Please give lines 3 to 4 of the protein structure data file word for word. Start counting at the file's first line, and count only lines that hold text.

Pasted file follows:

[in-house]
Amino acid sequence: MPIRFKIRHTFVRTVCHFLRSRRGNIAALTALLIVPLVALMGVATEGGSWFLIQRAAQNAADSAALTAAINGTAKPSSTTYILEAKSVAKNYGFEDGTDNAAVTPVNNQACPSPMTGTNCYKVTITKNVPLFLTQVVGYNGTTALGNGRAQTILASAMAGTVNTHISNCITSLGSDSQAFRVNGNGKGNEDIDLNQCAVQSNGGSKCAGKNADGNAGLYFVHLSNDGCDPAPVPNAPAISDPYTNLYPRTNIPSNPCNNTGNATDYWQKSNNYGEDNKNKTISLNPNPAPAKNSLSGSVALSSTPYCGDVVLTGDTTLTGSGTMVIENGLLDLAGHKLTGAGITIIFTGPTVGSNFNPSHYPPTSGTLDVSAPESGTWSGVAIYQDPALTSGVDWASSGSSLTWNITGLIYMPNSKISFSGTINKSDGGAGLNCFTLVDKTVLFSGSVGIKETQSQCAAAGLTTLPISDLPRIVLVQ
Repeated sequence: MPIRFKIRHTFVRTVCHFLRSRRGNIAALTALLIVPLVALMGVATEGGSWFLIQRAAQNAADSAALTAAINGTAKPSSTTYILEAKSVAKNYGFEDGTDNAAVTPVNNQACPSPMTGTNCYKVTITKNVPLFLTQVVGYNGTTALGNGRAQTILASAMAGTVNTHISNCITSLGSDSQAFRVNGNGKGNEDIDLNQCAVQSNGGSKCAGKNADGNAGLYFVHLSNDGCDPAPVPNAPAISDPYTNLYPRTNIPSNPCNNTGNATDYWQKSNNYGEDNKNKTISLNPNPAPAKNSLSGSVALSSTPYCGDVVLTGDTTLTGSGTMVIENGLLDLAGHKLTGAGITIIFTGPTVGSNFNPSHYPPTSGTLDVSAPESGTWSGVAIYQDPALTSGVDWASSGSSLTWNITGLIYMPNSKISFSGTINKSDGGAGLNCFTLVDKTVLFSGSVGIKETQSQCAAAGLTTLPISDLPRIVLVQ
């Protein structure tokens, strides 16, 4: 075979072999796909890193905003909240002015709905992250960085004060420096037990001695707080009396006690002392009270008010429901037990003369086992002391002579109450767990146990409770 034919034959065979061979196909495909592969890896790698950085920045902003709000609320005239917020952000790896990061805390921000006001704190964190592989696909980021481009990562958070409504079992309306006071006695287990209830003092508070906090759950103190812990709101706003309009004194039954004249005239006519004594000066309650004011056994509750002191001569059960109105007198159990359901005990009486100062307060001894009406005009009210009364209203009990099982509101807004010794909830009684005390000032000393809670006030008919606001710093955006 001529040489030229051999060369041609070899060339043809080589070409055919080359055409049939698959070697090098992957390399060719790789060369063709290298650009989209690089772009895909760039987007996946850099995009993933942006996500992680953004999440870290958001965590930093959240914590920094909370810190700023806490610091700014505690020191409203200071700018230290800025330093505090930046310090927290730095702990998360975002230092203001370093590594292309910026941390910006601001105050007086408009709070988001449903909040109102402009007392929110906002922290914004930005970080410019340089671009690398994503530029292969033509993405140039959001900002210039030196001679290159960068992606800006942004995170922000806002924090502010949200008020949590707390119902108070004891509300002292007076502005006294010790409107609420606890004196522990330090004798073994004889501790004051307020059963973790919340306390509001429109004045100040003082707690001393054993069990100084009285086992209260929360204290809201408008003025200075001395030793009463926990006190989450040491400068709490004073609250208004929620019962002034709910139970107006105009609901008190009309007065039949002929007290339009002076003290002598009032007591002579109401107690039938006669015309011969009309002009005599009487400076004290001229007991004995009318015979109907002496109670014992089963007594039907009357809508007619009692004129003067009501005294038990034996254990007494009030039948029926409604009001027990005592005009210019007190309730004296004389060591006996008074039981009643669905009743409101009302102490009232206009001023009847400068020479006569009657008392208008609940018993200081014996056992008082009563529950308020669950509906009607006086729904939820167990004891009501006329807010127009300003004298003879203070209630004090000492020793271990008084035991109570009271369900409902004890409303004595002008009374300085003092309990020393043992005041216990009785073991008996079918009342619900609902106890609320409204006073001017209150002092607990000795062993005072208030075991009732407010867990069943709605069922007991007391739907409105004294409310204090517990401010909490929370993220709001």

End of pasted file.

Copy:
Repeated sequence: MPIRFKIRHTFVRTVCHFLRSRRGNIAALTALLIVPLVALMGVATEGGSWFLIQRAAQNAADSAALTAAINGTAKPSSTTYILEAKSVAKNYGFEDGTDNAAVTPVNNQACPSPMTGTNCYKVTITKNVPLFLTQVVGYNGTTALGNGRAQTILASAMAGTVNTHISNCITSLGSDSQAFRVNGNGKGNEDIDLNQCAVQSNGGSKCAGKNADGNAGLYFVHLSNDGCDPAPVPNAPAISDPYTNLYPRTNIPSNPCNNTGNATDYWQKSNNYGEDNKNKTISLNPNPAPAKNSLSGSVALSSTPYCGDVVLTGDTTLTGSGTMVIENGLLDLAGHKLTGAGITIIFTGPTVGSNFNPSHYPPTSGTLDVSAPESGTWSGVAIYQDPALTSGVDWASSGSSLTWNITGLIYMPNSKISFSGTINKSDGGAGLNCFTLVDKTVLFSGSVGIKETQSQCAAAGLTTLPISDLPRIVLVQ
């Protein structure tokens, strides 16, 4: 075979072999796909890193905003909240002015709905992250960085004060420096037990001695707080009396006690002392009270008010429901037990003369086992002391002579109450767990146990409770 034919034959065979061979196909495909592969890896790698950085920045902003709000609320005239917020952000790896990061805390921000006001704190964190592989696909980021481009990562958070409504079992309306006071006695287990209830003092508070906090759950103190812990709101706003309009004194039954004249005239006519004594000066309650004011056994509750002191001569059960109105007198159990359901005990009486100062307060001894009406005009009210009364209203009990099982509101807004010794909830009684005390000032000393809670006030008919606001710093955006 001529040489030229051999060369041609070899060339043809080589070409055919080359055409049939698959070697090098992957390399060719790789060369063709290298650009989209690089772009895909760039987007996946850099995009993933942006996500992680953004999440870290958001965590930093959240914590920094909370810190700023806490610091700014505690020191409203200071700018230290800025330093505090930046310090927290730095702990998360975002230092203001370093590594292309910026941390910006601001105050007086408009709070988001449903909040109102402009007392929110906002922290914004930005970080410019340089671009690398994503530029292969033509993405140039959001900002210039030196001679290159960068992606800006942004995170922000806002924090502010949200008020949590707390119902108070004891509300002292007076502005006294010790409107609420606890004196522990330090004798073994004889501790004051307020059963973790919340306390509001429109004045100040003082707690001393054993069990100084009285086992209260929360204290809201408008003025200075001395030793009463926990006190989450040491400068709490004073609250208004929620019962002034709910139970107006105009609901008190009309007065039949002929007290339009002076003290002598009032007591002579109401107690039938006669015309011969009309002009005599009487400076004290001229007991004995009318015979109907002496109670014992089963007594039907009357809508007619009692004129003067009501005294038990034996254990007494009030039948029926409604009001027990005592005009210019007190309730004296004389060591006996008074039981009643669905009743409101009302102490009232206009001023009847400068020479006569009657008392208008609940018993200081014996056992008082009563529950308020669950509906009607006086729904939820167990004891009501006329807010127009300003004298003879203070209630004090000492020793271990008084035991109570009271369900409902004890409303004595002008009374300085003092309990020393043992005041216990009785073991008996079918009342619900609902106890609320409204006073001017209150002092607990000795062993005072208030075991009732407010867990069943709605069922007991007391739907409105004294409310204090517990401010909490929370993220709001």